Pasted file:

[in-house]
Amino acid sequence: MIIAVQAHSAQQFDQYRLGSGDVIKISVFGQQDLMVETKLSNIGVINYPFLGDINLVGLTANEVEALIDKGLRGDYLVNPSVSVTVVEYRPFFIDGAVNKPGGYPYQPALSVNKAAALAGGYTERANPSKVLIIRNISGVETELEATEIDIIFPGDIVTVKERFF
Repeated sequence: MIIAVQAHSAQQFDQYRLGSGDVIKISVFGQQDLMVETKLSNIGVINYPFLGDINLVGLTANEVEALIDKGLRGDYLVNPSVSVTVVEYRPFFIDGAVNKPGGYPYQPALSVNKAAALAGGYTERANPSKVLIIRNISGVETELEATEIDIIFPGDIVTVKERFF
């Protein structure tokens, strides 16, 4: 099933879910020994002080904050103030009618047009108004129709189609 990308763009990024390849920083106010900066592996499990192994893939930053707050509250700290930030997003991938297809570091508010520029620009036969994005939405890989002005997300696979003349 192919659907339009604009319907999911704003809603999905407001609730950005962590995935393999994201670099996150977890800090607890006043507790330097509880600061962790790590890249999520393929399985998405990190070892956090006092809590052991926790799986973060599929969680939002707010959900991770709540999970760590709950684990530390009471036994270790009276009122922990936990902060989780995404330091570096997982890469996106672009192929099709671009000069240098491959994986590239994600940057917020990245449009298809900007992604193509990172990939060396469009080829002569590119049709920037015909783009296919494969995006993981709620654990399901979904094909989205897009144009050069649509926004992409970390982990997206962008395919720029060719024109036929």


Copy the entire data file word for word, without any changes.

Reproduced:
[in-house]
Amino acid sequence: MIIAVQAHSAQQFDQYRLGSGDVIKISVFGQQDLMVETKLSNIGVINYPFLGDINLVGLTANEVEALIDKGLRGDYLVNPSVSVTVVEYRPFFIDGAVNKPGGYPYQPALSVNKAAALAGGYTERANPSKVLIIRNISGVETELEATEIDIIFPGDIVTVKERFF
Repeated sequence: MIIAVQAHSAQQFDQYRLGSGDVIKISVFGQQDLMVETKLSNIGVINYPFLGDINLVGLTANEVEALIDKGLRGDYLVNPSVSVTVVEYRPFFIDGAVNKPGGYPYQPALSVNKAAALAGGYTERANPSKVLIIRNISGVETELEATEIDIIFPGDIVTVKERFF
């Protein structure tokens, strides 16, 4: 099933879910020994002080904050103030009618047009108004129709189609 990308763009990024390849920083106010900066592996499990192994893939930053707050509250700290930030997003991938297809570091508010520029620009036969994005939405890989002005997300696979003349 192919659907339009604009319907999911704003809603999905407001609730950005962590995935393999994201670099996150977890800090607890006043507790330097509880600061962790790590890249999520393929399985998405990190070892956090006092809590052991926790799986973060599929969680939002707010959900991770709540999970760590709950684990530390009471036994270790009276009122922990936990902060989780995404330091570096997982890469996106672009192929099709671009000069240098491959994986590239994600940057917020990245449009298809900007992604193509990172990939060396469009080829002569590119049709920037015909783009296919494969995006993981709620654990399901979904094909989205897009144009050069649509926004992409970390982990997206962008395919720029060719024109036929």